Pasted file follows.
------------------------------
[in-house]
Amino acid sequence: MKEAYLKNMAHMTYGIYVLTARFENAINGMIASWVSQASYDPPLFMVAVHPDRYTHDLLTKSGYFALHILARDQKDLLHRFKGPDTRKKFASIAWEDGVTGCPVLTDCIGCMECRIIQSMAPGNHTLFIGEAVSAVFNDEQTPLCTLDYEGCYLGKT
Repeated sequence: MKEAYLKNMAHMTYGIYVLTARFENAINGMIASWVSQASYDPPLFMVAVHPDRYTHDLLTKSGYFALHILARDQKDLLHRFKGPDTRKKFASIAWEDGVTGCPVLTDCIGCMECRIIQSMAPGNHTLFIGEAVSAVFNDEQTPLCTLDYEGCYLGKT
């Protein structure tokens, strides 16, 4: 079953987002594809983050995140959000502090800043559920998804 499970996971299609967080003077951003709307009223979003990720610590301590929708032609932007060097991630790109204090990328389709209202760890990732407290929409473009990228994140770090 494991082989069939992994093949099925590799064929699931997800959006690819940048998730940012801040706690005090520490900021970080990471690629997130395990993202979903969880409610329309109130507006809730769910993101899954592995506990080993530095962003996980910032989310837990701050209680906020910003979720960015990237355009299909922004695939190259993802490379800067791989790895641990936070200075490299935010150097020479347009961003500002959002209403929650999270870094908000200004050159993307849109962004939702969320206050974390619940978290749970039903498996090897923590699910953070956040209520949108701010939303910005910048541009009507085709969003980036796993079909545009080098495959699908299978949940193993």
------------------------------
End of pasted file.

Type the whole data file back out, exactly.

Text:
[in-house]
Amino acid sequence: MKEAYLKNMAHMTYGIYVLTARFENAINGMIASWVSQASYDPPLFMVAVHPDRYTHDLLTKSGYFALHILARDQKDLLHRFKGPDTRKKFASIAWEDGVTGCPVLTDCIGCMECRIIQSMAPGNHTLFIGEAVSAVFNDEQTPLCTLDYEGCYLGKT
Repeated sequence: MKEAYLKNMAHMTYGIYVLTARFENAINGMIASWVSQASYDPPLFMVAVHPDRYTHDLLTKSGYFALHILARDQKDLLHRFKGPDTRKKFASIAWEDGVTGCPVLTDCIGCMECRIIQSMAPGNHTLFIGEAVSAVFNDEQTPLCTLDYEGCYLGKT
């Protein structure tokens, strides 16, 4: 079953987002594809983050995140959000502090800043559920998804 499970996971299609967080003077951003709307009223979003990720610590301590929708032609932007060097991630790109204090990328389709209202760890990732407290929409473009990228994140770090 494991082989069939992994093949099925590799064929699931997800959006690819940048998730940012801040706690005090520490900021970080990471690629997130395990993202979903969880409610329309109130507006809730769910993101899954592995506990080993530095962003996980910032989310837990701050209680906020910003979720960015990237355009299909922004695939190259993802490379800067791989790895641990936070200075490299935010150097020479347009961003500002959002209403929650999270870094908000200004050159993307849109962004939702969320206050974390619940978290749970039903498996090897923590699910953070956040209520949108701010939303910005910048541009009507085709969003980036796993079909545009080098495959699908299978949940193993």